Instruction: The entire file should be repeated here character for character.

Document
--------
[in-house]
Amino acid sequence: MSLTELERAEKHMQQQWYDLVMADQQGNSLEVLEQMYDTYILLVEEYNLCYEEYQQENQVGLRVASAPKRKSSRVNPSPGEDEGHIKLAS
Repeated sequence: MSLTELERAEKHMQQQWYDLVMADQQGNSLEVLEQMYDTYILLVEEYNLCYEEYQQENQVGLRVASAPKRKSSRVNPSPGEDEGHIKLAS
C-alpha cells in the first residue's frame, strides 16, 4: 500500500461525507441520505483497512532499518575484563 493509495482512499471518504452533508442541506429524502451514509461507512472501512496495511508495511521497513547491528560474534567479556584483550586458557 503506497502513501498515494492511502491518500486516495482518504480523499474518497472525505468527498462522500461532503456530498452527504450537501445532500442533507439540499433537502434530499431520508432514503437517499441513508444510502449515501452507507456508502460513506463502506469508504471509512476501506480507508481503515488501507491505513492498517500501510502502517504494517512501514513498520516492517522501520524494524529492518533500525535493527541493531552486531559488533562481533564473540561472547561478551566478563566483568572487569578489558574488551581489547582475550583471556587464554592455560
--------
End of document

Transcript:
[in-house]
Amino acid sequence: MSLTELERAEKHMQQQWYDLVMADQQGNSLEVLEQMYDTYILLVEEYNLCYEEYQQENQVGLRVASAPKRKSSRVNPSPGEDEGHIKLAS
Repeated sequence: MSLTELERAEKHMQQQWYDLVMADQQGNSLEVLEQMYDTYILLVEEYNLCYEEYQQENQVGLRVASAPKRKSSRVNPSPGEDEGHIKLAS
C-alpha cells in the first residue's frame, strides 16, 4: 500500500461525507441520505483497512532499518575484563 493509495482512499471518504452533508442541506429524502451514509461507512472501512496495511508495511521497513547491528560474534567479556584483550586458557 503506497502513501498515494492511502491518500486516495482518504480523499474518497472525505468527498462522500461532503456530498452527504450537501445532500442533507439540499433537502434530499431520508432514503437517499441513508444510502449515501452507507456508502460513506463502506469508504471509512476501506480507508481503515488501507491505513492498517500501510502502517504494517512501514513498520516492517522501520524494524529492518533500525535493527541493531552486531559488533562481533564473540561472547561478551566478563566483568572487569578489558574488551581489547582475550583471556587464554592455560